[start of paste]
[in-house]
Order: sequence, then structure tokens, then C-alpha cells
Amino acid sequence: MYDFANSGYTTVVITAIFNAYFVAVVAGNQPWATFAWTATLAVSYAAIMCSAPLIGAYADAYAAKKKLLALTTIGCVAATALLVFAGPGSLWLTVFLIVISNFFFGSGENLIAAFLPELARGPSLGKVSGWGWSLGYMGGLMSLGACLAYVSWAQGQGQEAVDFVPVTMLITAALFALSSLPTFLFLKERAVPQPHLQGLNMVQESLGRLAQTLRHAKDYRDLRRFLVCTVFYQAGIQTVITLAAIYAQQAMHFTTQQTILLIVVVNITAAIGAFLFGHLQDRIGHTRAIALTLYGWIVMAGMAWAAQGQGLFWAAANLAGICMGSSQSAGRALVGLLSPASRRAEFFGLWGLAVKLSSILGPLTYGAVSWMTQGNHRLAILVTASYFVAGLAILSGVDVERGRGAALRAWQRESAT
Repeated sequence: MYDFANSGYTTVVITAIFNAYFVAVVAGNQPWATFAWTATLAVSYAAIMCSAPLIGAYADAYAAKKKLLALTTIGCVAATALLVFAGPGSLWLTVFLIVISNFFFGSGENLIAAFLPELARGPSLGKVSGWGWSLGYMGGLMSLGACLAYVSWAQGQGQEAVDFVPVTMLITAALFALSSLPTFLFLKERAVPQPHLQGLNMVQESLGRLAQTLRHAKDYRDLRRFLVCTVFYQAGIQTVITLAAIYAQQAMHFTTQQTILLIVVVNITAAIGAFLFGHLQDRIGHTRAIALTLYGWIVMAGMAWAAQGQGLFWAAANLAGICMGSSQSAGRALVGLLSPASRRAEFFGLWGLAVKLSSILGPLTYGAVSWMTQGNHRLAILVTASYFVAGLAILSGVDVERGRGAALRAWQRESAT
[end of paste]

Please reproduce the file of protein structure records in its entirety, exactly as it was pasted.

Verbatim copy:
[in-house]
Order: sequence, then structure tokens, then C-alpha cells
Amino acid sequence: MYDFANSGYTTVVITAIFNAYFVAVVAGNQPWATFAWTATLAVSYAAIMCSAPLIGAYADAYAAKKKLLALTTIGCVAATALLVFAGPGSLWLTVFLIVISNFFFGSGENLIAAFLPELARGPSLGKVSGWGWSLGYMGGLMSLGACLAYVSWAQGQGQEAVDFVPVTMLITAALFALSSLPTFLFLKERAVPQPHLQGLNMVQESLGRLAQTLRHAKDYRDLRRFLVCTVFYQAGIQTVITLAAIYAQQAMHFTTQQTILLIVVVNITAAIGAFLFGHLQDRIGHTRAIALTLYGWIVMAGMAWAAQGQGLFWAAANLAGICMGSSQSAGRALVGLLSPASRRAEFFGLWGLAVKLSSILGPLTYGAVSWMTQGNHRLAILVTASYFVAGLAILSGVDVERGRGAALRAWQRESAT
Repeated sequence: MYDFANSGYTTVVITAIFNAYFVAVVAGNQPWATFAWTATLAVSYAAIMCSAPLIGAYADAYAAKKKLLALTTIGCVAATALLVFAGPGSLWLTVFLIVISNFFFGSGENLIAAFLPELARGPSLGKVSGWGWSLGYMGGLMSLGACLAYVSWAQGQGQEAVDFVPVTMLITAALFALSSLPTFLFLKERAVPQPHLQGLNMVQESLGRLAQTLRHAKDYRDLRRFLVCTVFYQAGIQTVITLAAIYAQQAMHFTTQQTILLIVVVNITAAIGAFLFGHLQDRIGHTRAIALTLYGWIVMAGMAWAAQGQGLFWAAANLAGICMGSSQSAGRALVGLLSPASRRAEFFGLWGLAVKLSSILGPLTYGAVSWMTQGNHRLAILVTASYFVAGLAILSGVDVERGRGAALRAWQRESAT